It's Monte Carlo time again, and we all now what that's supposed to mean.
It's that week in the year when we witness, for an unerring time yet again, an occasion of rare, almost seamless stability.
In a sport so hectic and jagged at the top, we have one man—Rafael Nadal—who has been undefeated in the last six years.
For the record, the last time Nadal didn't win Monte Carlo, Roger Federer was just a baby world No. 1, having in 2004 only just established himself as the world No. 1.
Since 2005, it has been Rafael Nadal all the way, and we have had to accustom outselves to seeing engraved on the Monte Carlo Masters shield the name of this fabulous Mallorcan bull, for longer than anyone else in the Open Era.
No one has won a tournament six straight times. Its not the only testimony to greatness which has rarely been acknowledged.
We all know about Roger Federer's slam semifinals streak, or Pete Sampras' six straight year-end No. 1's.
How about the lesser known achievements in tennis? Here are five.
First up, a bit of slight humour.
Ever wondered what the longest head-to-head losing streak was? Well it may not be this one, but it comes awfully close.
Vitas Gerulaitis, a long standing former Argentine, on finally defeating Jimmy Connors, having lost to him 16 straight times, famously quipped: 'Nobody beats Vitas Gerulaitis 17 times in a row."
It was a fitting end to what had shaped up as one of history's most lopsided matchups.
Counting from their first match, before the Open Era, Connors defeated Gerulaitis in all of their first 16 meetings, in a strangely dominant run that probably belied the caliber of the Argentine.
It has parallels in the modern rivalry between Roger Federer and Lleyton Hewitt, who lost to the former 15 straight times before evening things up last year.
It may well be the longest winning streak any player has ever had against another—especially with such a distinguished pair as Connors and Gerulaitis.
However, it would probably go down famously, and not just for the quip.
On to more serious streaks, Roger Federer, as usual, offers us something special.
It's not his famed grand slam semifinals streak, or consecutive weeks at No. 1, however, this one comes from an older, more special era.
It was in the years 2003-05 that he compiled one of tennis' more remarkable runs—24 straight tournament finals victories.
This isn't an achievement that would immediately strike you, not quite as clearly perhaps as his five straight Wimbledons, but one which is poignant nonetheless.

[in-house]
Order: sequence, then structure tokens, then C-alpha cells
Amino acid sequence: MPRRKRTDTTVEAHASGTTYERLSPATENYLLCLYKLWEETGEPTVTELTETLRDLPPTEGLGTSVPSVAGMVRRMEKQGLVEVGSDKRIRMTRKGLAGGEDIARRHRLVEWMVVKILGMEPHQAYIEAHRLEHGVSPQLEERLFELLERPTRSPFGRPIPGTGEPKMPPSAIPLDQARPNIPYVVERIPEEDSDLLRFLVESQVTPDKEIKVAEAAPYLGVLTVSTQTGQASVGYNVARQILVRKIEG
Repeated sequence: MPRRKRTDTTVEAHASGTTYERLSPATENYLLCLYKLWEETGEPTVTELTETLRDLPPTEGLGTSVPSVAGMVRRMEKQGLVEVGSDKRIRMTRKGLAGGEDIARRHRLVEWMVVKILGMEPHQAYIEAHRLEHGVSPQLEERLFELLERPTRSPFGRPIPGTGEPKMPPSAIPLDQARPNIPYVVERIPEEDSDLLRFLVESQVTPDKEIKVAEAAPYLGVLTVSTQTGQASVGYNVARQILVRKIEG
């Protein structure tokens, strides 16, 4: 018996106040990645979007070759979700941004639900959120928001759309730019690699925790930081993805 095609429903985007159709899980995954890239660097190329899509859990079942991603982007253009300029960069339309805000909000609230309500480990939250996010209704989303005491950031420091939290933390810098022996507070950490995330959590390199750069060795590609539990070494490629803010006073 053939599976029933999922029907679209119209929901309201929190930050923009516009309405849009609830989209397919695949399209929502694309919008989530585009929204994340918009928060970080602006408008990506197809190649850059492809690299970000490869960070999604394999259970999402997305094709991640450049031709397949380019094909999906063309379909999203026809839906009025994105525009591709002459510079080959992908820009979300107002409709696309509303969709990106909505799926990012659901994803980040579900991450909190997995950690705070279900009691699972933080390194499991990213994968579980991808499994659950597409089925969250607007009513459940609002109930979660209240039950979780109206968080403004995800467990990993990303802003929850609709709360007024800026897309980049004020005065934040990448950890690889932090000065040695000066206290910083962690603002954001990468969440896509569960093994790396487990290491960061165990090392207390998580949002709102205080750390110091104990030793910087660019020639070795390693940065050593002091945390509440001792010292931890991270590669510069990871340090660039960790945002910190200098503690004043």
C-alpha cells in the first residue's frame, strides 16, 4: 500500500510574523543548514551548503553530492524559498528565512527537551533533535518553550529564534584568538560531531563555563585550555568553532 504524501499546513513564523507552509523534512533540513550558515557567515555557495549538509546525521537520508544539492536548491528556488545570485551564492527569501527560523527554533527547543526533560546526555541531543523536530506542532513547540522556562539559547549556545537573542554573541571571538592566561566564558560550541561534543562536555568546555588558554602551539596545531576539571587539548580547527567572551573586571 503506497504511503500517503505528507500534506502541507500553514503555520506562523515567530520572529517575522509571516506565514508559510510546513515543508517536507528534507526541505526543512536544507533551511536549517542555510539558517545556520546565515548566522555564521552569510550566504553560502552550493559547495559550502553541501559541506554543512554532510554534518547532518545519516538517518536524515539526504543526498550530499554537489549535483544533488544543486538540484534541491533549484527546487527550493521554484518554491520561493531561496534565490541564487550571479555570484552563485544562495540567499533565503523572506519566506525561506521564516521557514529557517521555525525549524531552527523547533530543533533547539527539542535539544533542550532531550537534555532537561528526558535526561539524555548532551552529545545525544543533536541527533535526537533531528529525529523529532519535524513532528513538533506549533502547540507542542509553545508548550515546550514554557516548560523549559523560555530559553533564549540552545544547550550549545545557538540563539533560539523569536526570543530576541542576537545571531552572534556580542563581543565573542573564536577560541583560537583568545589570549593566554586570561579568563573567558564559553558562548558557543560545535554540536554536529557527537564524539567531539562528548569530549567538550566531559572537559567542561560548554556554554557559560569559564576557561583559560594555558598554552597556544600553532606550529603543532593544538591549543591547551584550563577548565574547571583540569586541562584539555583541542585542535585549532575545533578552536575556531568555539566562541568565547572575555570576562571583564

It speaks volumes about his consistency and reliability, as well as determination, in his younger years.
To return tournament after tournament to find that extra gear in a final, and win it, takes a person of a certain character.
Few will probably ever match it.
It ended one fine evening at the ATP Masters Cup final in 2005, ironically, against David Nalbandian, when he had had a chance to serve out the match.
All good things, after all, do have to end someday.
We have in the history books another obscure addition by Jimmy Connors, that long-standing American.
This one: his streak of 27 grand slam quarterfinals, in 27 straight slam appearances (not, however, consecutive appearances), has perhaps achieved less renown that it deserves.
Dating over 10 years from 1973-83, it is a testimony to good old-fashioned tennis workmanship.
Connors would play into his forties, and two other streaks—13 straight US Open quarterfinals being one of them—attest to this longevity.
While this quarterfinals streak has in some ways been surpassed by Federer's own grand slam achievements—which include coincidentally an ongoing 27 consecutive quarterfinals run that may be broken this year—Connors should not be forgotten for the man he was.
Of the greatest records, however, perhaps this one will remain the most inimitable, and until recently, was perhaps one of the lesser-known.
Borg's three consecutive Roland Garros-Wimbledon doubles, from the years 1978-80, are probably the Open Era's most notable field of Ws.
To have transitioned from the slow clay to fast grass of the All-England Club, for such a baseliner as Borg, and to have done so with the maximum success, is quite astounding.
His last, in 1980, was perhaps the most difficult, crowned by possibly the greatest match in tennis, in a five set victory over John McEnroe at Wimbledon.
To put things into perspective for modern fans—our two greatest players, Roger Federer and Rafael Nadal, have only so far achieved this double three times, between themselves.
Maybe, in a litany of tennis' least well-known greatest-of-all-time records, this would be a No. 1 hit.
Ivan Lendl's feat of eight consecutive US Open finals will perhaps never ever be emulated ever again.
It would take eight good years, of course, in a world where having eight good years, and reaching a grand slam final in the first place, are tough things in themselves.
Then, of course, one would need the iron will of Lendl, that indomitable Czech.
While he would only win three of these finals, that we can't call this domination would be an irreverence to the grandeur of this last streak. It is quintessentially grand to proclaim an eight-time US Open finalist.
Federer, even, our king of Wimbledon for many years, has only managed seven straight finals there, while he was a point away from only making it seven straight last year.
Alas, even the greatest player of all time is up against time, and the wear of age.
Lendl, however, for eight remarkable years, defied them both.